this PDF file

Comments

Transcription

this PDF file
Australiari Archaeology 33: 65
THE ARCLING CONFERENCE. ARCHAEOLOGY AND LINGUISTICS:
UNDERSTANDING ANCIENT AUSTRALIA
Northern Territory University, Darwin, 8-12 July 1991
Elizabeth Williams
When I first mentioned the word 'Arding' to someone
they thought I was talking about some obscure form of
sport played in rural England, similar perhaps to
'Farnarkeling' (documented by Fred Dagg) or 'Llap
Goch'the Secret Welsh Art of Self Defence.
In this context however, 'Arding' is an acronym for a
conference on Archaeology and Linguistics held
recently at the Northern Terriiory University, Darwin.
Over 100 people attended and like Famarkeling or Llap
Goch, Arding was an international affair with speakers
coming from Europe, North America and the Pacific.
The conference was a timely one - archaeologistsare
increasingly looking to linguistic research to see
whether it can prwide information on past population
mwements and culture change. A notable example of
this cross-disciplinary approach is Cdin Renfrew's
recent work linking language spread with the
development of agriculture in northern Europe.
A welcome feature of the conference was that neither
discipline used the other as a convenient data quarry.
Instead, all papers, whether given by archaeologists or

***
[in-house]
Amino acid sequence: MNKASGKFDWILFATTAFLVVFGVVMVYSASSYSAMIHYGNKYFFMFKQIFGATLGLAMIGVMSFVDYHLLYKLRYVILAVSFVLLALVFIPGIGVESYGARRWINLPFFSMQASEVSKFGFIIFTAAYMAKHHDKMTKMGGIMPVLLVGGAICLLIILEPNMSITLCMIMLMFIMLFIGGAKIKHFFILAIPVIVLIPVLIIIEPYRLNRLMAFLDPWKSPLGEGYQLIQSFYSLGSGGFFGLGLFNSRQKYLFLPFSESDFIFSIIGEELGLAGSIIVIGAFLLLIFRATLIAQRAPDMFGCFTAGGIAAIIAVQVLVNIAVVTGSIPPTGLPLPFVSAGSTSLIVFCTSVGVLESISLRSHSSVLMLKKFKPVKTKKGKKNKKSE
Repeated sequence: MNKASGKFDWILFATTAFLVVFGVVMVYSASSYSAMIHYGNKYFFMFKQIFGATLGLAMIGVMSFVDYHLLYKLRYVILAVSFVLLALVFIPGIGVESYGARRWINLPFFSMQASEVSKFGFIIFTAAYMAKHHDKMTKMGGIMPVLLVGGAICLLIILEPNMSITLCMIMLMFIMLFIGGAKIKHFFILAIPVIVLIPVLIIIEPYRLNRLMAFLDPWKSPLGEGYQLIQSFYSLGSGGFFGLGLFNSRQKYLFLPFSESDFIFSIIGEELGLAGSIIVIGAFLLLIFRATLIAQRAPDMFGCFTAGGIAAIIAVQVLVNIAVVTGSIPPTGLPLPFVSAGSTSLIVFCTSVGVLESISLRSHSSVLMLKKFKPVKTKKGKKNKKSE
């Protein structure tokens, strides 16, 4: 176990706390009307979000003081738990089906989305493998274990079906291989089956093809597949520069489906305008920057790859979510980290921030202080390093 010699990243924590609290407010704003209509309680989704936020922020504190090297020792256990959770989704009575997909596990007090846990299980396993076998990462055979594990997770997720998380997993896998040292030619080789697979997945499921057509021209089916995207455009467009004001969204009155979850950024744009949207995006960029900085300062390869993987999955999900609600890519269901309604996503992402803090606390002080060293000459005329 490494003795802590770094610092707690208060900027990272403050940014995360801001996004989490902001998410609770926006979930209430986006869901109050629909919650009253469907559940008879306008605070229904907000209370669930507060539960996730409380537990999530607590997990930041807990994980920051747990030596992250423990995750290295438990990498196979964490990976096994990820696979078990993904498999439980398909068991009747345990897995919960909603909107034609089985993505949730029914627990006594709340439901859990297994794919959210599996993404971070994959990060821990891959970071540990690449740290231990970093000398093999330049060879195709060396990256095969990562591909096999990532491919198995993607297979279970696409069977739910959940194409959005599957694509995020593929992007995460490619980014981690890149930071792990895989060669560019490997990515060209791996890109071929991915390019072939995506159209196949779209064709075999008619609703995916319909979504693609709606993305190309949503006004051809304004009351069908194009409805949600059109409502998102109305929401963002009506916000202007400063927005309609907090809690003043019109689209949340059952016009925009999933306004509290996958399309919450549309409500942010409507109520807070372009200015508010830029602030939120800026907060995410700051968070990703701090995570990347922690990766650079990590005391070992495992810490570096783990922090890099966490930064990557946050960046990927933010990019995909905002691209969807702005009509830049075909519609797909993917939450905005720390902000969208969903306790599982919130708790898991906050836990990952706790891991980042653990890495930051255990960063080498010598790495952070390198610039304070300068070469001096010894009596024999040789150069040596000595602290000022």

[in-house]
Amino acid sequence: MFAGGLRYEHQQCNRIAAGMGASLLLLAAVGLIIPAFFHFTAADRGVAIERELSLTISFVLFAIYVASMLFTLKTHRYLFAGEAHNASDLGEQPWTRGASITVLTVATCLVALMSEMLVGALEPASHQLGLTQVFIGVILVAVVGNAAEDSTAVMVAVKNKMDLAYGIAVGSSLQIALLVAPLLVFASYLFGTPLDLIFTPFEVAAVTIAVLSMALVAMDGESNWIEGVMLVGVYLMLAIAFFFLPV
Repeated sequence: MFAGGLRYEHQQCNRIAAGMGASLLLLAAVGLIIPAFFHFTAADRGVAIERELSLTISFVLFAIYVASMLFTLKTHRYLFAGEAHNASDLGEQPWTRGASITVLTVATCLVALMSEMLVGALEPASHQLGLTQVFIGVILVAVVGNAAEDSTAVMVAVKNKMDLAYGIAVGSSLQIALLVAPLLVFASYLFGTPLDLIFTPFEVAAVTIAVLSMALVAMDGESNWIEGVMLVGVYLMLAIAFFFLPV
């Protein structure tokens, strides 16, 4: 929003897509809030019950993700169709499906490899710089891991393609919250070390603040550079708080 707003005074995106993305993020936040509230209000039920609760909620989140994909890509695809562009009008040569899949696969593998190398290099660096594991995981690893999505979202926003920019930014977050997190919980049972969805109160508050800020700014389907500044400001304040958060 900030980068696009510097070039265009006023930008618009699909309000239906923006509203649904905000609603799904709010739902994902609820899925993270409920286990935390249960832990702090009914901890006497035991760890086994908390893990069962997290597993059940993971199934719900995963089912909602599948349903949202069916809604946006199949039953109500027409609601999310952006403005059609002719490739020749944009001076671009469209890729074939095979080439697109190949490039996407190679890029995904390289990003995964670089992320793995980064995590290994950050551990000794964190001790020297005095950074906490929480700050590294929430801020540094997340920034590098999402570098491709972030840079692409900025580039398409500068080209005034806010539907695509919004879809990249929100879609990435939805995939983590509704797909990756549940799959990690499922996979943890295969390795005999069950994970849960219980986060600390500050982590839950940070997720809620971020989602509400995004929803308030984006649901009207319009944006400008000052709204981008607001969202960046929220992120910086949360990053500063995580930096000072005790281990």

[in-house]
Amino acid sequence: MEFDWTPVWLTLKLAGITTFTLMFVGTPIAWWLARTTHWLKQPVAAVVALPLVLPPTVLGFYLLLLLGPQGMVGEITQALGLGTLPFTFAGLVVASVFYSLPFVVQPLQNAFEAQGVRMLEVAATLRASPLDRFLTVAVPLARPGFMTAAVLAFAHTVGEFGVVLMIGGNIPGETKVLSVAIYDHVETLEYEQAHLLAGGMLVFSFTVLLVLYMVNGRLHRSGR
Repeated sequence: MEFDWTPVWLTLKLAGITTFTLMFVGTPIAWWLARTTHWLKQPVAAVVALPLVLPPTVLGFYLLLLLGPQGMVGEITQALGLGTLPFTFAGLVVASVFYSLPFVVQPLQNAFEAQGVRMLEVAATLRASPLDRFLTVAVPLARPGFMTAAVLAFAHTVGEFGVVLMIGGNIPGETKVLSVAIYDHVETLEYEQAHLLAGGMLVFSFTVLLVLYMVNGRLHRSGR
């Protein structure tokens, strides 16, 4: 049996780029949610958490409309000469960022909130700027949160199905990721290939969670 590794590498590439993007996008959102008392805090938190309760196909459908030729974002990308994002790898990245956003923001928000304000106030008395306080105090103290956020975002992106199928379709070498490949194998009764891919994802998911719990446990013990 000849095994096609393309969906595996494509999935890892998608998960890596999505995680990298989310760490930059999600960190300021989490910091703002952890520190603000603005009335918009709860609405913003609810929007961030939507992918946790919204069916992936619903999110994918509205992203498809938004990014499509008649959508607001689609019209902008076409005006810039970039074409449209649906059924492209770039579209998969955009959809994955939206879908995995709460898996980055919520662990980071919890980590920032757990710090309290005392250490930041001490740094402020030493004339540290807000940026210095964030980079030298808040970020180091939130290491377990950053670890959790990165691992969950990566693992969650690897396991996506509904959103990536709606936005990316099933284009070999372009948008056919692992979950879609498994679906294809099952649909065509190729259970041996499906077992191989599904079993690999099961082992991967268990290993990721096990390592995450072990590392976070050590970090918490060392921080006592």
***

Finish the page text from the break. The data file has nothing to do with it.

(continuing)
linguists, were concerned with developing new, unified
models of colonisation, social interaction and culture
change.
Papers presented at the conference covered a wide
range of topics. Specific issues addressed induded:
the peopling of the Americas; the colonisationof Sahul;
whether the spread of new items of technology across
Australia in the mid-Holocenewas linkedwith language
expansion; the development of regionalism in art
styles, ceremonial systems and languages in northern
Australia; the antiquity of signifying systems; the
spread of section systems; evidence for recent
changes in ceremonial exchange networks; the use d
information processing models to explain changes in
social interaction; and evidence for contacts between
Aboriginal people and other groups such as
Macassans.
The conference was a stimulating and enjoyabie one
and there are plans to hold Arding 2.
It is intended to publish a selection d papers from the
conference.
112 Scrivener Street. O'Connor ACT 2601

Similar documents